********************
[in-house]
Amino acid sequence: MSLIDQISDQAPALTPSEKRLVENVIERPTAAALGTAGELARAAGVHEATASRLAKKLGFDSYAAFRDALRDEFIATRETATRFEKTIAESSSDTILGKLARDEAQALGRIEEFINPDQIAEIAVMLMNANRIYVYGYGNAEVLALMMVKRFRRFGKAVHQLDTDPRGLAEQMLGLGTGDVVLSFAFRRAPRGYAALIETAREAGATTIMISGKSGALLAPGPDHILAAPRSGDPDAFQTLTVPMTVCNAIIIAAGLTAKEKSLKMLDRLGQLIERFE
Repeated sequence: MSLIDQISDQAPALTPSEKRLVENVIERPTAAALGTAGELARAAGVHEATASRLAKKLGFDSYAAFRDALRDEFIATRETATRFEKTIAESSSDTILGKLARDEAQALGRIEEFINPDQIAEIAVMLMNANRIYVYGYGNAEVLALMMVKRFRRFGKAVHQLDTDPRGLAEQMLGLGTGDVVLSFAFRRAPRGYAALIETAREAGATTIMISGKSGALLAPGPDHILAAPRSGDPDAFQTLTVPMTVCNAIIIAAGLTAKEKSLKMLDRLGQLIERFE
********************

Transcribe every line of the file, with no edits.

[in-house]
Amino acid sequence: MSLIDQISDQAPALTPSEKRLVENVIERPTAAALGTAGELARAAGVHEATASRLAKKLGFDSYAAFRDALRDEFIATRETATRFEKTIAESSSDTILGKLARDEAQALGRIEEFINPDQIAEIAVMLMNANRIYVYGYGNAEVLALMMVKRFRRFGKAVHQLDTDPRGLAEQMLGLGTGDVVLSFAFRRAPRGYAALIETAREAGATTIMISGKSGALLAPGPDHILAAPRSGDPDAFQTLTVPMTVCNAIIIAAGLTAKEKSLKMLDRLGQLIERFE
Repeated sequence: MSLIDQISDQAPALTPSEKRLVENVIERPTAAALGTAGELARAAGVHEATASRLAKKLGFDSYAAFRDALRDEFIATRETATRFEKTIAESSSDTILGKLARDEAQALGRIEEFINPDQIAEIAVMLMNANRIYVYGYGNAEVLALMMVKRFRRFGKAVHQLDTDPRGLAEQMLGLGTGDVVLSFAFRRAPRGYAALIETAREAGATTIMISGKSGALLAPGPDHILAAPRSGDPDAFQTLTVPMTVCNAIIIAAGLTAKEKSLKMLDRLGQLIERFE